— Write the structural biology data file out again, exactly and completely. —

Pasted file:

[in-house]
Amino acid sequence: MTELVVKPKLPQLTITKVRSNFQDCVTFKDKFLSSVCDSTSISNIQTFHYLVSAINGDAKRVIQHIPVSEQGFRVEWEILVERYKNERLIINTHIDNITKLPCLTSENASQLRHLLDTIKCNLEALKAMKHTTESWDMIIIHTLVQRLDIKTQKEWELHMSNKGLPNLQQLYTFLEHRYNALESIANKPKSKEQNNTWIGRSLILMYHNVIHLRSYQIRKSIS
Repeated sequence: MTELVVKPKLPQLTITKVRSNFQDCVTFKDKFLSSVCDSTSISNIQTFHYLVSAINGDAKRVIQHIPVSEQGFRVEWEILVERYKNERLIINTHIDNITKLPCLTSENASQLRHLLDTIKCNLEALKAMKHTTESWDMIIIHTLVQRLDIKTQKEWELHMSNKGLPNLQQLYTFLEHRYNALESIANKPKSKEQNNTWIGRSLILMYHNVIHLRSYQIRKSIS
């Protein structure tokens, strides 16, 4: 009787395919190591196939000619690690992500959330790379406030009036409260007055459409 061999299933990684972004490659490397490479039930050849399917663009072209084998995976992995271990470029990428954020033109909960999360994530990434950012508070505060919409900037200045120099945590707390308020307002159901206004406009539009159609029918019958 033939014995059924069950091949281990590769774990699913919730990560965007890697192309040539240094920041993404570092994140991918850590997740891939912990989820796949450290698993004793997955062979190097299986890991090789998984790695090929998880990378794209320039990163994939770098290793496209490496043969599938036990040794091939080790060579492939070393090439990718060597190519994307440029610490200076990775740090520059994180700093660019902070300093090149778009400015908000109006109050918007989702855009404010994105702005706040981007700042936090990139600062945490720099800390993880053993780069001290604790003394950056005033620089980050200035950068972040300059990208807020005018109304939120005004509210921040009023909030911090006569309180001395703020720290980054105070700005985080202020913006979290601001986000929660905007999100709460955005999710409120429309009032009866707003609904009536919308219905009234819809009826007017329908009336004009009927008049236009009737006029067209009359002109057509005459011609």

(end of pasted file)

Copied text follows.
[in-house]
Amino acid sequence: MTELVVKPKLPQLTITKVRSNFQDCVTFKDKFLSSVCDSTSISNIQTFHYLVSAINGDAKRVIQHIPVSEQGFRVEWEILVERYKNERLIINTHIDNITKLPCLTSENASQLRHLLDTIKCNLEALKAMKHTTESWDMIIIHTLVQRLDIKTQKEWELHMSNKGLPNLQQLYTFLEHRYNALESIANKPKSKEQNNTWIGRSLILMYHNVIHLRSYQIRKSIS
Repeated sequence: MTELVVKPKLPQLTITKVRSNFQDCVTFKDKFLSSVCDSTSISNIQTFHYLVSAINGDAKRVIQHIPVSEQGFRVEWEILVERYKNERLIINTHIDNITKLPCLTSENASQLRHLLDTIKCNLEALKAMKHTTESWDMIIIHTLVQRLDIKTQKEWELHMSNKGLPNLQQLYTFLEHRYNALESIANKPKSKEQNNTWIGRSLILMYHNVIHLRSYQIRKSIS
């Protein structure tokens, strides 16, 4: 009787395919190591196939000619690690992500959330790379406030009036409260007055459409 061999299933990684972004490659490397490479039930050849399917663009072209084998995976992995271990470029990428954020033109909960999360994530990434950012508070505060919409900037200045120099945590707390308020307002159901206004406009539009159609029918019958 033939014995059924069950091949281990590769774990699913919730990560965007890697192309040539240094920041993404570092994140991918850590997740891939912990989820796949450290698993004793997955062979190097299986890991090789998984790695090929998880990378794209320039990163994939770098290793496209490496043969599938036990040794091939080790060579492939070393090439990718060597190519994307440029610490200076990775740090520059994180700093660019902070300093090149778009400015908000109006109050918007989702855009404010994105702005706040981007700042936090990139600062945490720099800390993880053993780069001290604790003394950056005033620089980050200035950068972040300059990208807020005018109304939120005004509210921040009023909030911090006569309180001395703020720290980054105070700005985080202020913006979290601001986000929660905007999100709460955005999710409120429309009032009866707003609904009536919308219905009234819809009826007017329908009336004009009927008049236009009737006029067209009359002109057509005459011609």